Being a mom to a newborn can be super tiring and draining — just ask actress, Hilary Duff. After welcoming her daughter, Banks, into the world with boyfriend, Matthew Koma, two months ago, Duff has been keeping herself busy being a mom. Because of this, it's understandable to see how her priorities have shifted in the recent weeks. Any mom can understand where she is coming from when Hilary Duff said her brain is "kind of bare" since giving birth, because it's something that almost every parent has gone through.
As previously stated, Duff has been very occupied since she gave birth to her daughter, Banks, on Oct. 25, according to E! News. Although Duff knows a thing or two about newborn babies, it had been a while since she had one in her home — her 6-year-old son, Luca, who she shares with ex-husband, Mike Comrie, was born in 2012, according to Parents.
Taking care of a newborn is tough — it's hard to learn how to live life without sleeping, eating, or showering for weeks on end. Since there is so much that Duff is now getting readjusted to and relearning, it's understandable why she revealed she's been struggling with her memory. During a recent speech at a benefit on Thursday, Duff said that she had to bring notes to give her speech because her memory has been struggling since giving birth.
"I have notes," Duff said, according to Us Weekly. "I have a baby at home that I just had, so my brain is kind of bare."
This is such a common feeling for other moms. It's easy to feel like there's not much left in your brain after spending every waking night and day tending to the baby. But this isn't a bad thing — it only emphasizes how priorities can change after giving birth. Sometimes, there isn't much room left to think about other things than just the little one that they just gave birth to — and that is perfectly OK.
This feeling of having a "bare brain" isn't just exclusive to Duff — it's quite common among moms to newborns. Some people call this "mommy brain," or having extreme forgetfulness in those first few weeks after giving birth. There are a few things that be attributed to this, according to Parenting — sleep deprivation, stress, and the desire to do everything at once can make a lethal combination for memory loss. It isn't the brain that changes during this time, according to the Telegraph, it's the things that the brain is focusing on that are changing. And when the focus shifts to a screaming, crying newborn, there isn't much room to remember anything else.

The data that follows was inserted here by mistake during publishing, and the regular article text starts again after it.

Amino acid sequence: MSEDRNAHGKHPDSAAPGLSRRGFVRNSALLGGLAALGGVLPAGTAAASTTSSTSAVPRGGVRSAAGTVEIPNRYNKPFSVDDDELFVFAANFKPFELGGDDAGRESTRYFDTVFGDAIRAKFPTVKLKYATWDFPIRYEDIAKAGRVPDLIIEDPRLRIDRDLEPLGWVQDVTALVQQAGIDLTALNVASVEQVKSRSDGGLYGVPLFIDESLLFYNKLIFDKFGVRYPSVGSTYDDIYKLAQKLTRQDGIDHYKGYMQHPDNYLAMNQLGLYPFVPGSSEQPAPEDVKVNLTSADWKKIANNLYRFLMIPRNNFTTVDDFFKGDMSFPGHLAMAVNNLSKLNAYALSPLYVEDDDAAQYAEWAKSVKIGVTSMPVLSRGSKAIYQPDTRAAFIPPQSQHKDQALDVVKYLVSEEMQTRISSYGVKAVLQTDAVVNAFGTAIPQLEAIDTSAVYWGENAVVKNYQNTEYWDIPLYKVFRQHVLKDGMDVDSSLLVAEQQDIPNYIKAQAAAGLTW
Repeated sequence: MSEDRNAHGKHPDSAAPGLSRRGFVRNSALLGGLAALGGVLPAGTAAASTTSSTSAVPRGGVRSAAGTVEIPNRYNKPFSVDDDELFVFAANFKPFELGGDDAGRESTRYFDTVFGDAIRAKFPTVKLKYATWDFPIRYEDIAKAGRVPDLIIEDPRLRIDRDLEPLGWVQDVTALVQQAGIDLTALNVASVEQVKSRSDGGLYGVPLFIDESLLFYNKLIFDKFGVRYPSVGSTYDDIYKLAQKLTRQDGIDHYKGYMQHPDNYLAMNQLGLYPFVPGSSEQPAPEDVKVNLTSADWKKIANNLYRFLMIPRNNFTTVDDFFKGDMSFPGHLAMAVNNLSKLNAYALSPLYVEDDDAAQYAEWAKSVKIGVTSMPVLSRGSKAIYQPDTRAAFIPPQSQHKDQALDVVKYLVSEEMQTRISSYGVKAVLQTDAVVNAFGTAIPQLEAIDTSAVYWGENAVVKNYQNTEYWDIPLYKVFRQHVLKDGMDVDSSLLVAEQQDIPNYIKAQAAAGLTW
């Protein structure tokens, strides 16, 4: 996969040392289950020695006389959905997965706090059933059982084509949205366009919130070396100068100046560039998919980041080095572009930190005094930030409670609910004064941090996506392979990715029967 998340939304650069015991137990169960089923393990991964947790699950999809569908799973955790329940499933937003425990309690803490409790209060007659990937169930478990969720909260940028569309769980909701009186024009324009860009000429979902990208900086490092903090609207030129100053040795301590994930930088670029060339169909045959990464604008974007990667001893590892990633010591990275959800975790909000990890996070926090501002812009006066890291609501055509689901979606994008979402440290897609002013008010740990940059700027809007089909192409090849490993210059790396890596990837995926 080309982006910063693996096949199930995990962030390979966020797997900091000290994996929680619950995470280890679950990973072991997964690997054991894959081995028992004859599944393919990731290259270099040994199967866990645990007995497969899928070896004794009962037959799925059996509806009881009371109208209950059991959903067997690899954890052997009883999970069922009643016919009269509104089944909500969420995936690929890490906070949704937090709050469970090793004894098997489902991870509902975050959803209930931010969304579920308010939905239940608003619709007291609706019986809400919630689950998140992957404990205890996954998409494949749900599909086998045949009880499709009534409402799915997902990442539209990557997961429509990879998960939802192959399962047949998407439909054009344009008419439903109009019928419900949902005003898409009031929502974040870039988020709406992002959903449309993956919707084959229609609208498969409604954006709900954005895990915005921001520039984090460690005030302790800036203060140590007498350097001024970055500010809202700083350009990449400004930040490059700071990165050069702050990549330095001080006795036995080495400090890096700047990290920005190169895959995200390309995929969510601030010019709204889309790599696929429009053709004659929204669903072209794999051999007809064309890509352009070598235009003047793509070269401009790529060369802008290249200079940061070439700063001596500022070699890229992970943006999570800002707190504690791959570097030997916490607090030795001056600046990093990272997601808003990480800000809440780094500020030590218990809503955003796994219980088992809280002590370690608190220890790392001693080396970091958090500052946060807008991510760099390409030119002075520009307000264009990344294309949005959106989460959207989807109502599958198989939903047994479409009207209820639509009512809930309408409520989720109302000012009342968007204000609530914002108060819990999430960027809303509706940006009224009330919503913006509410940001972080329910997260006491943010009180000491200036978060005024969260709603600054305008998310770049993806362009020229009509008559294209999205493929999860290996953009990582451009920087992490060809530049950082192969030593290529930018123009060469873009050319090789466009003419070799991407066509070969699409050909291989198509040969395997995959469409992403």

Shannon Sheip, mom of two and co-author of the book, Momnesia told FitPregnancy that moms should embrace their "baby brain" and take it lightly, just like Duff did. Sheip told FitPregnancy:
You may not be able to remember your husband's name, but take pride in the fact that you know your pediatrician's phone number by memory or that you can operate your breast pump with your eyes closed.
But Duff doesn't seem to mind having "mommy brain," especially because she told Entertainment Tonight, that adjusting to having two kids has been easy, especially since Luca is handling it so well.
"Honestly, it's like she's always been there," Duff told Entertainment Tonight. "Obviously a newborn needs their mom the most and when I start to feel bad that she consumes most of my time, I look at him and he's totally fine."
"He is so loving towards her and is always, like, holding her face and wants to hold her," she added.
The great news is, this "bare brain" is only temporary but this loving relationship between her two kids will last forever — and that seems good enough for Duff.
This first-time mom wants to have a home birth, but is she ready? Watch how a doula supports a military mom who's determined to have a home birth in Episode One of Romper's Doula Diaries, Season Two, below. Visit Bustle Digital Group's YouTube page for the next three episodes, launching Mondays in December.